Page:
The Egyptian military’s involvement in the economy has come at a high cost, contributing to underperformance in development.
President Abdel Fattah el-Sisi has reinvigorated state capitalism in Egypt through military-led real estate development, industrial hubs, extractive activities, private sector encroachment, and using private investment to recapitalize the public sector.
The successful completion of Egypt’s 2016 IMF program is superficial, hiding poor economic growth relative to emerging market peers and an economy burdened by a military-led public sector.
The Egyptian military’s capture of state resources under President Abdel Fattah el-Sisi depends on a poorly run state and the visible corruption of the former regime, auguring a new ruling class of military officers.
The event will feature remarks by William J. Burns, Ann Kerr, and Maha Yahya, followed by a conversation between Jihad Azour, Marwan Muasher, Ben Rhodes, and Christiane Amanpour looking toward the ten-year anniversary of the Arab Spring.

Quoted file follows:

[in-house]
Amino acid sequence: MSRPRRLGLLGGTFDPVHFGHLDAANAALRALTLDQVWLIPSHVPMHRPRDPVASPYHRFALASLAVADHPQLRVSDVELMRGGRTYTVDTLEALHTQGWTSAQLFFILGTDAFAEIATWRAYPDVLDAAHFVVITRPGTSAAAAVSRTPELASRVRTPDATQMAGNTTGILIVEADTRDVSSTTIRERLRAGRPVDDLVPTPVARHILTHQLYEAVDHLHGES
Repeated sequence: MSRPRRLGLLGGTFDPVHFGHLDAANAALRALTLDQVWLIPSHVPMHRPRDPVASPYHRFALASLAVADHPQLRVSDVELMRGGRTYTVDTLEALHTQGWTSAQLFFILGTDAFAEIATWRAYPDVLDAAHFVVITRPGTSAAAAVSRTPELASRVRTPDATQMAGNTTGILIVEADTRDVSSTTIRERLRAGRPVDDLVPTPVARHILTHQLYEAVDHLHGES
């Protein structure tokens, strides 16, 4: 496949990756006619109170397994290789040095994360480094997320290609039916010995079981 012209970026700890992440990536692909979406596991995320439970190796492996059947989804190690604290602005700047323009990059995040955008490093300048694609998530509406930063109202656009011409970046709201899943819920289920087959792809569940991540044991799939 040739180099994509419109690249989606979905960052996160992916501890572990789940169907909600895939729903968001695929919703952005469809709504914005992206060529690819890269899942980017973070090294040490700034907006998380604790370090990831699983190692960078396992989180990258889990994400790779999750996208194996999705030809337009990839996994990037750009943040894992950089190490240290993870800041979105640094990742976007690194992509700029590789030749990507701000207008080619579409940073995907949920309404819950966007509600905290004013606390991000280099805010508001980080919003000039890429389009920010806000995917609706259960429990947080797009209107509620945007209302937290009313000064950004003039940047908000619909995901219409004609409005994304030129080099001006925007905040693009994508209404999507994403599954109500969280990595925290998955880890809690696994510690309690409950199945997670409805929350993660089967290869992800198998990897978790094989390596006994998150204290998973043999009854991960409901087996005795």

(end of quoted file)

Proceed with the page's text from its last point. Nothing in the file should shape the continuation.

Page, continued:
Congress should lead the reorientation of assistance policies towards Egypt as well as urge administration engagement with the International Monetary Fund (IMF) in order to promote more constructive outcomes.
The Working Group on Egypt calls on U.S. officials to condemn the August 25 ruling by a terrorism circuit court in Egypt against Bahey Eldin Hassan, one of the founders of Egypt’s human rights movement.
Egypt’s recent security and macro-economic stabilization has been built on weak foundations and Covid-19 has further exposed this fragility.
Egypt has long sought to expand habitation and agriculture into the desert, but the obstacles are great.
In an interview, Soli Özel explains the multifaceted nature of Turkey’s ambitions in the Middle East and North Africa.